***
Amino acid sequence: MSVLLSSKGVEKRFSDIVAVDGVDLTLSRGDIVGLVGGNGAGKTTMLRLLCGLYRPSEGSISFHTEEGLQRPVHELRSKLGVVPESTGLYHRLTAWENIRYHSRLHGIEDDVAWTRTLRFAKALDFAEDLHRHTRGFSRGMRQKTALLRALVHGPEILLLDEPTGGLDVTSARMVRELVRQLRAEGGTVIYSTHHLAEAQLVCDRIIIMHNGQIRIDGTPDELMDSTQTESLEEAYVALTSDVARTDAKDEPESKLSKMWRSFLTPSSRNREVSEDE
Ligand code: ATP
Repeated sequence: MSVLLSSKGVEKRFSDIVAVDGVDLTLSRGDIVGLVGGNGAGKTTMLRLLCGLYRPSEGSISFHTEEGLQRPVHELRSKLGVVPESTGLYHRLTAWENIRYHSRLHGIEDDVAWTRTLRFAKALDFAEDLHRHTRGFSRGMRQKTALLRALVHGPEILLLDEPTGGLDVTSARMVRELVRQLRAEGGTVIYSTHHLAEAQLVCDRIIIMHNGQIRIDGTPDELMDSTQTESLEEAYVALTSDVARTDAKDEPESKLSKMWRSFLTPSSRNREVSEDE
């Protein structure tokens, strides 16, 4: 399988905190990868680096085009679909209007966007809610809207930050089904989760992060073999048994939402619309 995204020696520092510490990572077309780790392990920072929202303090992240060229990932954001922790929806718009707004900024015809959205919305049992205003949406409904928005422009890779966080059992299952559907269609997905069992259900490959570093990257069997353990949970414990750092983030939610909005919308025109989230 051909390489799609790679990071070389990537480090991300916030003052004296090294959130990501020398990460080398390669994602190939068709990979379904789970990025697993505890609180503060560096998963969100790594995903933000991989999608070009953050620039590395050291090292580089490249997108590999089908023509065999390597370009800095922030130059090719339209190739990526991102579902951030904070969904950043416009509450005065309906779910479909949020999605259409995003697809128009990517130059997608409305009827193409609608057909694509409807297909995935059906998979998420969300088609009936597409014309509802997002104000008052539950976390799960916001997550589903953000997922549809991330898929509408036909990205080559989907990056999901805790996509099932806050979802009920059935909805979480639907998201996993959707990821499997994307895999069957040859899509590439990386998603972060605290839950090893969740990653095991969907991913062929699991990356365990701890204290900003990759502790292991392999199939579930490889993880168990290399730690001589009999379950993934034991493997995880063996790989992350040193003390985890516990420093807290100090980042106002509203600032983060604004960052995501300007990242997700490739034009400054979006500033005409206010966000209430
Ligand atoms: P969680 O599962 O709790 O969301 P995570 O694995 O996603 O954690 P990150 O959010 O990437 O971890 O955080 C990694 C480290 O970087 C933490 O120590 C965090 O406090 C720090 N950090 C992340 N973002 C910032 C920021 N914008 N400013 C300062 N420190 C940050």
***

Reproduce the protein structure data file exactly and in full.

Amino acid sequence: MSVLLSSKGVEKRFSDIVAVDGVDLTLSRGDIVGLVGGNGAGKTTMLRLLCGLYRPSEGSISFHTEEGLQRPVHELRSKLGVVPESTGLYHRLTAWENIRYHSRLHGIEDDVAWTRTLRFAKALDFAEDLHRHTRGFSRGMRQKTALLRALVHGPEILLLDEPTGGLDVTSARMVRELVRQLRAEGGTVIYSTHHLAEAQLVCDRIIIMHNGQIRIDGTPDELMDSTQTESLEEAYVALTSDVARTDAKDEPESKLSKMWRSFLTPSSRNREVSEDE
Ligand code: ATP
Repeated sequence: MSVLLSSKGVEKRFSDIVAVDGVDLTLSRGDIVGLVGGNGAGKTTMLRLLCGLYRPSEGSISFHTEEGLQRPVHELRSKLGVVPESTGLYHRLTAWENIRYHSRLHGIEDDVAWTRTLRFAKALDFAEDLHRHTRGFSRGMRQKTALLRALVHGPEILLLDEPTGGLDVTSARMVRELVRQLRAEGGTVIYSTHHLAEAQLVCDRIIIMHNGQIRIDGTPDELMDSTQTESLEEAYVALTSDVARTDAKDEPESKLSKMWRSFLTPSSRNREVSEDE
């Protein structure tokens, strides 16, 4: 399988905190990868680096085009679909209007966007809610809207930050089904989760992060073999048994939402619309 995204020696520092510490990572077309780790392990920072929202303090992240060229990932954001922790929806718009707004900024015809959205919305049992205003949406409904928005422009890779966080059992299952559907269609997905069992259900490959570093990257069997353990949970414990750092983030939610909005919308025109989230 051909390489799609790679990071070389990537480090991300916030003052004296090294959130990501020398990460080398390669994602190939068709990979379904789970990025697993505890609180503060560096998963969100790594995903933000991989999608070009953050620039590395050291090292580089490249997108590999089908023509065999390597370009800095922030130059090719339209190739990526991102579902951030904070969904950043416009509450005065309906779910479909949020999605259409995003697809128009990517130059997608409305009827193409609608057909694509409807297909995935059906998979998420969300088609009936597409014309509802997002104000008052539950976390799960916001997550589903953000997922549809991330898929509408036909990205080559989907990056999901805790996509099932806050979802009920059935909805979480639907998201996993959707990821499997994307895999069957040859899509590439990386998603972060605290839950090893969740990653095991969907991913062929699991990356365990701890204290900003990759502790292991392999199939579930490889993880168990290399730690001589009999379950993934034991493997995880063996790989992350040193003390985890516990420093807290100090980042106002509203600032983060604004960052995501300007990242997700490739034009400054979006500033005409206010966000209430
Ligand atoms: P969680 O599962 O709790 O969301 P995570 O694995 O996603 O954690 P990150 O959010 O990437 O971890 O955080 C990694 C480290 O970087 C933490 O120590 C965090 O406090 C720090 N950090 C992340 N973002 C910032 C920021 N914008 N400013 C300062 N420190 C940050």